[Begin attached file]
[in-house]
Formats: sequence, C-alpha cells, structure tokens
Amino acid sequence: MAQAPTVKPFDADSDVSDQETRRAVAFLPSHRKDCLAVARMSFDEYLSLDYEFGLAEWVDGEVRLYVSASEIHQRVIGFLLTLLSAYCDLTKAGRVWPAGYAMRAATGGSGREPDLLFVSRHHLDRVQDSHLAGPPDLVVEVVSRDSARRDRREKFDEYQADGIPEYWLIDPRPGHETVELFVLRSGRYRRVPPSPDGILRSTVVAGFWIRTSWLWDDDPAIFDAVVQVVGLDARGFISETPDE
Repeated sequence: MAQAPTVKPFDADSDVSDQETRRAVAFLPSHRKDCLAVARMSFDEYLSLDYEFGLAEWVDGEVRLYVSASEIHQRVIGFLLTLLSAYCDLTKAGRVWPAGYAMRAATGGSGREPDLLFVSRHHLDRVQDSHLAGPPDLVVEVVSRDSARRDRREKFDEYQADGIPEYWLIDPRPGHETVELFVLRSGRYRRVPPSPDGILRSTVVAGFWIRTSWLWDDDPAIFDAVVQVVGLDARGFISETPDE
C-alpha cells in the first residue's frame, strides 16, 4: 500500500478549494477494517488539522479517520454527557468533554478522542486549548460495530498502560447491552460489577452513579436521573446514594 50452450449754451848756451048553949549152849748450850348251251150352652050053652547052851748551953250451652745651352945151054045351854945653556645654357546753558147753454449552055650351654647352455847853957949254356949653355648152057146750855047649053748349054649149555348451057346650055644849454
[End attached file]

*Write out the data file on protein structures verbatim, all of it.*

[in-house]
Formats: sequence, C-alpha cells, structure tokens
Amino acid sequence: MAQAPTVKPFDADSDVSDQETRRAVAFLPSHRKDCLAVARMSFDEYLSLDYEFGLAEWVDGEVRLYVSASEIHQRVIGFLLTLLSAYCDLTKAGRVWPAGYAMRAATGGSGREPDLLFVSRHHLDRVQDSHLAGPPDLVVEVVSRDSARRDRREKFDEYQADGIPEYWLIDPRPGHETVELFVLRSGRYRRVPPSPDGILRSTVVAGFWIRTSWLWDDDPAIFDAVVQVVGLDARGFISETPDE
Repeated sequence: MAQAPTVKPFDADSDVSDQETRRAVAFLPSHRKDCLAVARMSFDEYLSLDYEFGLAEWVDGEVRLYVSASEIHQRVIGFLLTLLSAYCDLTKAGRVWPAGYAMRAATGGSGREPDLLFVSRHHLDRVQDSHLAGPPDLVVEVVSRDSARRDRREKFDEYQADGIPEYWLIDPRPGHETVELFVLRSGRYRRVPPSPDGILRSTVVAGFWIRTSWLWDDDPAIFDAVVQVVGLDARGFISETPDE
C-alpha cells in the first residue's frame, strides 16, 4: 500500500478549494477494517488539522479517520454527557468533554478522542486549548460495530498502560447491552460489577452513579436521573446514594 50452450449754451848756451048553949549152849748450850348251251150352652050053652547052851748551953250451652745651352945151054045351854945653556645654357546753558147753454449552055650351654647352455847853957949254356949653355648152057146750855047649053748349054649149555348451057346650055644849454